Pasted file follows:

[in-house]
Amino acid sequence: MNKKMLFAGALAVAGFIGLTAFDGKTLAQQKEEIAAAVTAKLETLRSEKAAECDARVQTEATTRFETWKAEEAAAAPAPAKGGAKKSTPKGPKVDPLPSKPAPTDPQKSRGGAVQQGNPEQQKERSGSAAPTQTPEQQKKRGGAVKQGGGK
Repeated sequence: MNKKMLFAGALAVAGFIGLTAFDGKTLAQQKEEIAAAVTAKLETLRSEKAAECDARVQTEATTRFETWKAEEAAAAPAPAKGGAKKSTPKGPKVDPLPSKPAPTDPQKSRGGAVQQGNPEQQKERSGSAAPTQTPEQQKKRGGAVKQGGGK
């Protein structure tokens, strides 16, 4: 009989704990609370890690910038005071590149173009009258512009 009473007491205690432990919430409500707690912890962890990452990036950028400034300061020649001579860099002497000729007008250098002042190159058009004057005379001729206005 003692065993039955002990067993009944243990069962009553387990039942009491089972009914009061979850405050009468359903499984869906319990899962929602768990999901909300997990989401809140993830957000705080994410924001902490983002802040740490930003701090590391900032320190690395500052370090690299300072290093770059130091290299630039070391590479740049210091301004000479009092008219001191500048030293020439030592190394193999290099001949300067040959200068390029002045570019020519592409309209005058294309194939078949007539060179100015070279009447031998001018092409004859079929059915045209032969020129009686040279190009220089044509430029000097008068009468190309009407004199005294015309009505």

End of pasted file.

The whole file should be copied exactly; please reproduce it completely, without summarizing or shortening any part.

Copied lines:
[in-house]
Amino acid sequence: MNKKMLFAGALAVAGFIGLTAFDGKTLAQQKEEIAAAVTAKLETLRSEKAAECDARVQTEATTRFETWKAEEAAAAPAPAKGGAKKSTPKGPKVDPLPSKPAPTDPQKSRGGAVQQGNPEQQKERSGSAAPTQTPEQQKKRGGAVKQGGGK
Repeated sequence: MNKKMLFAGALAVAGFIGLTAFDGKTLAQQKEEIAAAVTAKLETLRSEKAAECDARVQTEATTRFETWKAEEAAAAPAPAKGGAKKSTPKGPKVDPLPSKPAPTDPQKSRGGAVQQGNPEQQKERSGSAAPTQTPEQQKKRGGAVKQGGGK
């Protein structure tokens, strides 16, 4: 009989704990609370890690910038005071590149173009009258512009 009473007491205690432990919430409500707690912890962890990452990036950028400034300061020649001579860099002497000729007008250098002042190159058009004057005379001729206005 003692065993039955002990067993009944243990069962009553387990039942009491089972009914009061979850405050009468359903499984869906319990899962929602768990999901909300997990989401809140993830957000705080994410924001902490983002802040740490930003701090590391900032320190690395500052370090690299300072290093770059130091290299630039070391590479740049210091301004000479009092008219001191500048030293020439030592190394193999290099001949300067040959200068390029002045570019020519592409309209005058294309194939078949007539060179100015070279009447031998001018092409004859079929059915045209032969020129009686040279190009220089044509430029000097008068009468190309009407004199005294015309009505």